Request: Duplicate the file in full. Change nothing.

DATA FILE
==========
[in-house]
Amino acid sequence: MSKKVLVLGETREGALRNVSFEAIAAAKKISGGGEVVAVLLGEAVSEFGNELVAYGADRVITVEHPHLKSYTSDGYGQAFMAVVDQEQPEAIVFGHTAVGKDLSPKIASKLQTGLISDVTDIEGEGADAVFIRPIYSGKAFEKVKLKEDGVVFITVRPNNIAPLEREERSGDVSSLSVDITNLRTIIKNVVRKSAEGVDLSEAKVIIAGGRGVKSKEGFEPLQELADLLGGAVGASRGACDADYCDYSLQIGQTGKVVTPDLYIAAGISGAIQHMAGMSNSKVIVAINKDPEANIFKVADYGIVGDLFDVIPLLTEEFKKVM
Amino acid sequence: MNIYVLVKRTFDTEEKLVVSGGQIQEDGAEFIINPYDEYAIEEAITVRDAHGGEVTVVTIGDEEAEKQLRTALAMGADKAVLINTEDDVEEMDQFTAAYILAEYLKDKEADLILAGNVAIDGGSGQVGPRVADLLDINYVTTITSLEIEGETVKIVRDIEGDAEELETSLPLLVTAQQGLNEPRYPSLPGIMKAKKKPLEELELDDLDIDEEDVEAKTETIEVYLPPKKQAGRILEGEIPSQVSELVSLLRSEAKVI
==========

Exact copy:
[in-house]
Amino acid sequence: MSKKVLVLGETREGALRNVSFEAIAAAKKISGGGEVVAVLLGEAVSEFGNELVAYGADRVITVEHPHLKSYTSDGYGQAFMAVVDQEQPEAIVFGHTAVGKDLSPKIASKLQTGLISDVTDIEGEGADAVFIRPIYSGKAFEKVKLKEDGVVFITVRPNNIAPLEREERSGDVSSLSVDITNLRTIIKNVVRKSAEGVDLSEAKVIIAGGRGVKSKEGFEPLQELADLLGGAVGASRGACDADYCDYSLQIGQTGKVVTPDLYIAAGISGAIQHMAGMSNSKVIVAINKDPEANIFKVADYGIVGDLFDVIPLLTEEFKKVM
Amino acid sequence: MNIYVLVKRTFDTEEKLVVSGGQIQEDGAEFIINPYDEYAIEEAITVRDAHGGEVTVVTIGDEEAEKQLRTALAMGADKAVLINTEDDVEEMDQFTAAYILAEYLKDKEADLILAGNVAIDGGSGQVGPRVADLLDINYVTTITSLEIEGETVKIVRDIEGDAEELETSLPLLVTAQQGLNEPRYPSLPGIMKAKKKPLEELELDDLDIDEEDVEAKTETIEVYLPPKKQAGRILEGEIPSQVSELVSLLRSEAKVI